I had the most wonderful time in the world.
But the night before the run it wasn't looking so good. Got a weather update for the run in my email and here's what it said:
"We have access to a building on Governors Island that is just off the ferry. If it’s raining hard, we will set up the run out of that building ..."and
"After getting set up indoors, we will make a go at a run in the rain. Afterwards, people can return indoors."To a fair-weather barefoot-runner such as myself, this did not sound very appealing at all. Every time I imagined what it would be like in that building after running in the rain with all those wet sweaty barefoot runners, I thought "ugh!" Yet, to not do it would be to miss out on the gathering of like-minded souls. And it would also mean I would not get to meet one of my barefoot blogging heroes, whom I had been so looking forward to meeting.
Waking up Sunday morning, however, it was not looking too bad. Unlike last year, at the 1st Annual NYC Barefoot Run, I did not have any companions joining me. I had to make my way over by myself. I decided to try driving in, because I wasn't sure if the buses were going to be running regularly on an early Sunday morning. I was very nervous about parking, and when I got to a certain point on the West Side highway, the police redirected traffic through Manhattan. This little detour made me a bit late.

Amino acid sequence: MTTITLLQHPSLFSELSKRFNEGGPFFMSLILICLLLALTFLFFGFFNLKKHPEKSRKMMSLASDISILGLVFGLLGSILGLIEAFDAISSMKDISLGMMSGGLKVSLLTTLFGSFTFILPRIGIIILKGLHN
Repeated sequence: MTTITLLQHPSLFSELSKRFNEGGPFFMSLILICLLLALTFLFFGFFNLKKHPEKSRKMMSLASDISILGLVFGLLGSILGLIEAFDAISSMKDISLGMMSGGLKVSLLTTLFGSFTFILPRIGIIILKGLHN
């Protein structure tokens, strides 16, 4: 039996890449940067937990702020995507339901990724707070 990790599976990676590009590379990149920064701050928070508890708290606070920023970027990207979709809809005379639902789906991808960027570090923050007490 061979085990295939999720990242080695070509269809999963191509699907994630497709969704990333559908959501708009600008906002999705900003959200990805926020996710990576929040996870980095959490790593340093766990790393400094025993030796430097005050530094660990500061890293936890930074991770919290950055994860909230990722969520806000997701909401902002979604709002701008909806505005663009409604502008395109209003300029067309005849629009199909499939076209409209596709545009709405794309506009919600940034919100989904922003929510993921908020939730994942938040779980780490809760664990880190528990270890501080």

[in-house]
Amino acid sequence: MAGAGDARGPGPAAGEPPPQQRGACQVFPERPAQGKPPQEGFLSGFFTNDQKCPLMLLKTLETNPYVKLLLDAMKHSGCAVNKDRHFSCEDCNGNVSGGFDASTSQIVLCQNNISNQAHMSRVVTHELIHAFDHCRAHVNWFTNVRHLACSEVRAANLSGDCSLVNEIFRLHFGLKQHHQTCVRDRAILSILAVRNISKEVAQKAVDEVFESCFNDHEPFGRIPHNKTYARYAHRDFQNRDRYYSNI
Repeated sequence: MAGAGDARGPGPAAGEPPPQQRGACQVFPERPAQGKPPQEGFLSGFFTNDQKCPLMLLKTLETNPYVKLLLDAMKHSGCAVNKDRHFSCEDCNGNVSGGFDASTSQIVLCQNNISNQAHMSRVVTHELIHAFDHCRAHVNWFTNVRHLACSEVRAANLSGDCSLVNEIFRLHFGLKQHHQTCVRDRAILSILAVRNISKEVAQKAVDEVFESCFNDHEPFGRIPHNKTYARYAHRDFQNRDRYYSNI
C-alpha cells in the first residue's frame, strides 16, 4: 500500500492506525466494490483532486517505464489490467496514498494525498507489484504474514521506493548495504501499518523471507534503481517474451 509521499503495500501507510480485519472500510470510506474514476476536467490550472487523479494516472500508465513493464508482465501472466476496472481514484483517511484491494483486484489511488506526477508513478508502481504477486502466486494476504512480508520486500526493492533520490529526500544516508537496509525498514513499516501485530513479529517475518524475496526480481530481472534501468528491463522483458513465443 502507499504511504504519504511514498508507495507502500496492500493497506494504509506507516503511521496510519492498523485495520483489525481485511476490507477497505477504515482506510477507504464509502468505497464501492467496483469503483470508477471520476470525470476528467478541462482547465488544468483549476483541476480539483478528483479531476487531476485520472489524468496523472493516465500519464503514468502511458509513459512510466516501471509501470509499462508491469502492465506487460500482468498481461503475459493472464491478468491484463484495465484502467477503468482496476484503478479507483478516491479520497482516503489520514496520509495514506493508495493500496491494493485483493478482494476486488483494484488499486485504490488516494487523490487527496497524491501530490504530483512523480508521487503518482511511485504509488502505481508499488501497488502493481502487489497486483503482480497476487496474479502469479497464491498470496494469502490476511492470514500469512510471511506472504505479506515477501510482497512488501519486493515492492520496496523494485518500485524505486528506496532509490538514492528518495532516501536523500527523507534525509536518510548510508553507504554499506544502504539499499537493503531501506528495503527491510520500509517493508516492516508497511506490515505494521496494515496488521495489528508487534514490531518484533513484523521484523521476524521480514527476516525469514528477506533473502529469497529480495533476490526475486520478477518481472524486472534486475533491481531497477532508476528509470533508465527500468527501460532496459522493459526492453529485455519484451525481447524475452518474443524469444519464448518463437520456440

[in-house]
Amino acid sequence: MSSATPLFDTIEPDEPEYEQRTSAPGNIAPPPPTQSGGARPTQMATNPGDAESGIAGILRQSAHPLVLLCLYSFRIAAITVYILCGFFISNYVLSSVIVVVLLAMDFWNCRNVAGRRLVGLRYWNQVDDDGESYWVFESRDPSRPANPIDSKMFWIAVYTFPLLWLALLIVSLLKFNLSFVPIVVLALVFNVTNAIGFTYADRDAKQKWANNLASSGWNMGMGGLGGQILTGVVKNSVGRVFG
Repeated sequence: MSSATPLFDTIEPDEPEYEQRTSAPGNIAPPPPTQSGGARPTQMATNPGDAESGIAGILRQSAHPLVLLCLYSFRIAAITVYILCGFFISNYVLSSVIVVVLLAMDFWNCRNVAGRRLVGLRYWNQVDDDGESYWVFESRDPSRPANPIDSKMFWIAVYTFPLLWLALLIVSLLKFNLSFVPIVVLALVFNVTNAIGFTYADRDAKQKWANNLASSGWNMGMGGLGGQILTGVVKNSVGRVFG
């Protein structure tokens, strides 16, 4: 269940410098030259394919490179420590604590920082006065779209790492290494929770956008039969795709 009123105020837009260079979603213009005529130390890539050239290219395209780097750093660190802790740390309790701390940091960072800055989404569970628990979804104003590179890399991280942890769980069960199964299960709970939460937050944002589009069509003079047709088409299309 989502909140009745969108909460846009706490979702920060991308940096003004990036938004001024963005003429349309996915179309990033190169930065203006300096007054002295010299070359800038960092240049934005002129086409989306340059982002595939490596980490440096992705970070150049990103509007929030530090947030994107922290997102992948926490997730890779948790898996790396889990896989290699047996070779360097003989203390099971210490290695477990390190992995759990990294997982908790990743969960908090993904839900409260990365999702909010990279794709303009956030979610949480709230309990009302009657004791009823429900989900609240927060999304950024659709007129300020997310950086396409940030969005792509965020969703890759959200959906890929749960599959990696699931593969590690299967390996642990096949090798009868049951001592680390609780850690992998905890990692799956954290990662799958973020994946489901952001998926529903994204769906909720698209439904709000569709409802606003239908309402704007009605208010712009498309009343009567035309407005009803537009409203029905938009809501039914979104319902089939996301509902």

So, I caught the last ferry going over to the island.
Amidst the air of celebrity -- whom I think the organizers were referring to as "the Kudus" at this event -- I felt like a very small and insignificant barefoot runner. So, I felt a little more useful when asked to help carry some boxes coming off the ferry. (See in the photo, the guy with the backpack carrying the box. He, like me, was a Box-Carrier. Boxes got loaded on to the little rickshaw). It made me feel a little more important!
Next was the 15- minute walk over to the part of the island where the race was going to start.
I remember how last year I was all worried about an extra 15 minutes of walking, since I was trying to save myself so I could run twice around the island. It felt good to know that 15 minutes of walking was nothing this year and would not take away from running (even though I was only planning to run one time around, about two miles).
Instead of the incredibly blue skies and beautiful sunshine from last year, the sky was overcast and gray:
There wasn't a lot of time beforehand for me to connect or talk to people because they were already gathering for the group photo. If you go to the 2nd Annual NYC Barefoot Run page and look at the group photo, you will see me -- maybe. Count 8 people in from the right -- about 3 rows back -- and you'll see me standing there in a blue shirt. (I'll tell you a secret. I chose a bright colored blue shirt because I hoped it would help me spot myself in the photo because last year I couldn't see me.)